You know one of the delights of vacationing for me and my husband is in eating local food. And we like most cuisines, so it is hardly a challenge for us to try something new except that we don’t eat many kinds of meats. So this time, when we planned a trip to North India, Punjabi food and North Indian cuisine was high on our priority list. Amritsari kulche, Dal makhani, Pindi Chane, Rajma, aloo gobhi, lassi and chat were on our must-eat list.
I had told myself that I will not crib about street food and will keep my eyes closed to the filth that normally surrounds these roadside stalls.
First stop was Delhi. And this time I wanted to visit the famed Chandni Chowk especially Parathewali Gali that has so much history associated with it. Though I was prepared for it, the heat, dust and filth completely threw me off. I tried my best to shut my eyes to the smelly gutters right next to the tiny shops each one churning out deep-fried parathas at frightening frequency. The place was congested and crowded. We joined the queue awaiting our turn. The kids had a hard time understanding how we were going to eat there. But we had to ask them to make do this one time. Finally our turn came and out came the thalis with an assortment of curries, chutney and pickle. The parathas were okay in taste but who eats deep-fried parathas? I am used to parathas roasted on tawa. While I was eating, I saw a foreigner of Asian origin attacking the parathas with gusto. I felt like rushing and falling at his feet. How was he going to counter the ensuing diarrhea was a question at the top of my mind while I worried about my own tummy and prayed to all possible Gods to keep me healthy, as it was the start of my vacation. We rounded off the meal with lassi which tasted refreshing in the heat.
Now, we headed out to a dahi bhalle stall (dahi vade as I call them). The dahi bhallas were again decent in taste. The dahi having a tinge of sourness that I disliked. But the tikki chat that we had next was completely delicious. This was the hole-in-the-wall place that was churning these delicacies. We had to stand on the narrow road with milling crowds and traffic all around. My younger son was regularly getting pushed around and was ready to use his Ninja maneuvers on the offenders, but the offenders were too quick for him.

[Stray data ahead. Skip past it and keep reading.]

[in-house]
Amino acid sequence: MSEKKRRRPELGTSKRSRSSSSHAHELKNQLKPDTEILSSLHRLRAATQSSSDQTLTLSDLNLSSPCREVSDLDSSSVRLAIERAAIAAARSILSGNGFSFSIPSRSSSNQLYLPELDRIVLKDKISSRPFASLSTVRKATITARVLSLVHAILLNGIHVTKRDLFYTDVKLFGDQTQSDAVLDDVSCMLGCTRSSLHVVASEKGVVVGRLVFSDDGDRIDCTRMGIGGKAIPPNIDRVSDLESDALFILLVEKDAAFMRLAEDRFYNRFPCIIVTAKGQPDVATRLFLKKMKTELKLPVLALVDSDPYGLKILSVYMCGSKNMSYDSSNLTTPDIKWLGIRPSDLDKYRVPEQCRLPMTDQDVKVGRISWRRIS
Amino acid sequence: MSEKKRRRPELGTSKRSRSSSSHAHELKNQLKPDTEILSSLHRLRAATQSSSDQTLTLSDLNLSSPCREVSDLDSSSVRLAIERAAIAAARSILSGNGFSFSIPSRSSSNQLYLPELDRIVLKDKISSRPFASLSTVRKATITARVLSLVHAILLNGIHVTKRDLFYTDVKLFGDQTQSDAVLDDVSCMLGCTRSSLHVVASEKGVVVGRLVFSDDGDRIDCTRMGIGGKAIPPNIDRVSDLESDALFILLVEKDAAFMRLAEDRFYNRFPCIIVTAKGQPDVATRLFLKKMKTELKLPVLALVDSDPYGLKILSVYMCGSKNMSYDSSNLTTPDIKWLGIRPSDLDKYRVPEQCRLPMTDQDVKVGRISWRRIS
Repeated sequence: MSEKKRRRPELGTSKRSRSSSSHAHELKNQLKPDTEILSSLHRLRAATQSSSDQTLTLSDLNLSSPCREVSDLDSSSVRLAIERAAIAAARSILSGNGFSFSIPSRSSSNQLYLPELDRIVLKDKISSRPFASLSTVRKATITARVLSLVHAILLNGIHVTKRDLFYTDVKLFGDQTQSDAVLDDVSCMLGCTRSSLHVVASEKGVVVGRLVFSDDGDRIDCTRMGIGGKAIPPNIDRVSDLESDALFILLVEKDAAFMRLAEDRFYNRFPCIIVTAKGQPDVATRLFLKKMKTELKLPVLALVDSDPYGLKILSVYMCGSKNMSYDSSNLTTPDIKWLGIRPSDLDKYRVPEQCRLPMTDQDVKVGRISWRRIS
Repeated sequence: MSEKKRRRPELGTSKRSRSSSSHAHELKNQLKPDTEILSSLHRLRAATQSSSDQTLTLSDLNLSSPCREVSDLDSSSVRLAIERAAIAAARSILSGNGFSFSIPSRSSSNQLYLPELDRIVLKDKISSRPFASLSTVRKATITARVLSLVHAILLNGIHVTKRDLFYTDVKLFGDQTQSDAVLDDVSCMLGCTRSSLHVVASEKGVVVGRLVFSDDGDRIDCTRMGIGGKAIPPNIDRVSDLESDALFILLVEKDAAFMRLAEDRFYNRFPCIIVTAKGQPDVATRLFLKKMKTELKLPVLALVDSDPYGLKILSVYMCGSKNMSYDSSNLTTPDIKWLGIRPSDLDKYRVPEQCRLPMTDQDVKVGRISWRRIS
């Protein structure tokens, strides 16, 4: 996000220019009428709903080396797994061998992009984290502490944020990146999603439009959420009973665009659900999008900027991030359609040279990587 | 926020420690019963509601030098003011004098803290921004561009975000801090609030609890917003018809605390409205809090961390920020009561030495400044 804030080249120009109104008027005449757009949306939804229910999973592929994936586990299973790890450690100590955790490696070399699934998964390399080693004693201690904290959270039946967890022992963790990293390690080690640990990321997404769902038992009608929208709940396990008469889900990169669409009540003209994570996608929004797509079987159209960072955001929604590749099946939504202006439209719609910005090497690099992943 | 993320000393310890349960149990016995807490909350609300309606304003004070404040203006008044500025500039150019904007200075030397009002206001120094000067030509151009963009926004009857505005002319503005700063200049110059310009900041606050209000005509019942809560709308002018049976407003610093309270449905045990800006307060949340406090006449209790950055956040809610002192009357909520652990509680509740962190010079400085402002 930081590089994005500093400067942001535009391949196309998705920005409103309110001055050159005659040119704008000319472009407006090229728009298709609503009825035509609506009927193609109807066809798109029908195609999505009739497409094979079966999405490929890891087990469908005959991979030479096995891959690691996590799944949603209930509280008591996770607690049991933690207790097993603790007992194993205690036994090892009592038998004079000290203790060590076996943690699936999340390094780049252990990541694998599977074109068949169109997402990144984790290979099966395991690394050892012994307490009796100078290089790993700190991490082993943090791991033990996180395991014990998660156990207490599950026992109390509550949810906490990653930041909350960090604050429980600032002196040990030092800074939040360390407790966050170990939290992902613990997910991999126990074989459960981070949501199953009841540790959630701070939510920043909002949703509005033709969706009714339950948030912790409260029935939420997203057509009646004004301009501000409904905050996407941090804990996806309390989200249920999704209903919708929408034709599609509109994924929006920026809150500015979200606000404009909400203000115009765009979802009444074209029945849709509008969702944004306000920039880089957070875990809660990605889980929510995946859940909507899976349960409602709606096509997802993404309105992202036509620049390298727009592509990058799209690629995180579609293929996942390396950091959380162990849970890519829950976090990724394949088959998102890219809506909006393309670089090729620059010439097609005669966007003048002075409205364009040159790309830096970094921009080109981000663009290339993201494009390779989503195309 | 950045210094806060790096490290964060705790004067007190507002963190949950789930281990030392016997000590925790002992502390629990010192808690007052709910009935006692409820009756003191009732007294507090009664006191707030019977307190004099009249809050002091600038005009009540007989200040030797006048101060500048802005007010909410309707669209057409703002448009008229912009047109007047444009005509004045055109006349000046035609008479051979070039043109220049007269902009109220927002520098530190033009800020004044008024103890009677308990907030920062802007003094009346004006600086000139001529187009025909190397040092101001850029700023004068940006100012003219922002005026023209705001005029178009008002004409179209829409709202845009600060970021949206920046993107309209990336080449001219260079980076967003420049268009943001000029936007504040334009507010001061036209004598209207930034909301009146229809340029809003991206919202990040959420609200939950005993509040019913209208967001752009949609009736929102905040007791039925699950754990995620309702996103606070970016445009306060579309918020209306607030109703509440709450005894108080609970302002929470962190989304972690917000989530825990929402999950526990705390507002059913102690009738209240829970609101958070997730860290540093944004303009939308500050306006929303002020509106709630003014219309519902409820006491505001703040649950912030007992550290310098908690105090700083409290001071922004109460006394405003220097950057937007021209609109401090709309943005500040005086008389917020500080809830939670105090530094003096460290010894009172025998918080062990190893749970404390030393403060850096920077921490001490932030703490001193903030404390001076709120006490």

Stuffed to the gills, we had no space left in the tummy to try out hot jalebis or the other chaat fare on offer. We did, however, manage to pick up dry ber as well as mulberries that I had after a really long time. All these are favorites from my childhood. By the time we decided to head back it was early evening.
After this tryst with street food, we settled for some fantastic Punjabi food in an upscale restaurant in Connaught Place next day with a bunch of friends. This was the first time I was meeting my good friends from the blogworld — Rickie, Ruchira, Alka, Amit, Ashima, Ritu, Naina, Sangeeta, Kajal and Sakshi, and it felt like I had always known them! We created quite a ruckus in the place and spent a really fun afternoon. Yes, we were going all out tasting the delicious Punjabi-Dilli cuisine. Oh yes, we had the famed meetha paan as well. The kids confirmed a few times to ensure that we were not going to eat on the streets again. Alas, my reputation for clean, hygienic food had taken a beating in their eyes.
Bidding goodbye to Delhi, our next stop was the city of Agra, the land of Taj Mahal and the place of my birth. I was going back after a good 3 decades. Originally from UP, I looked forward to connecting with the tastes of my childhood. That will come up in the next post.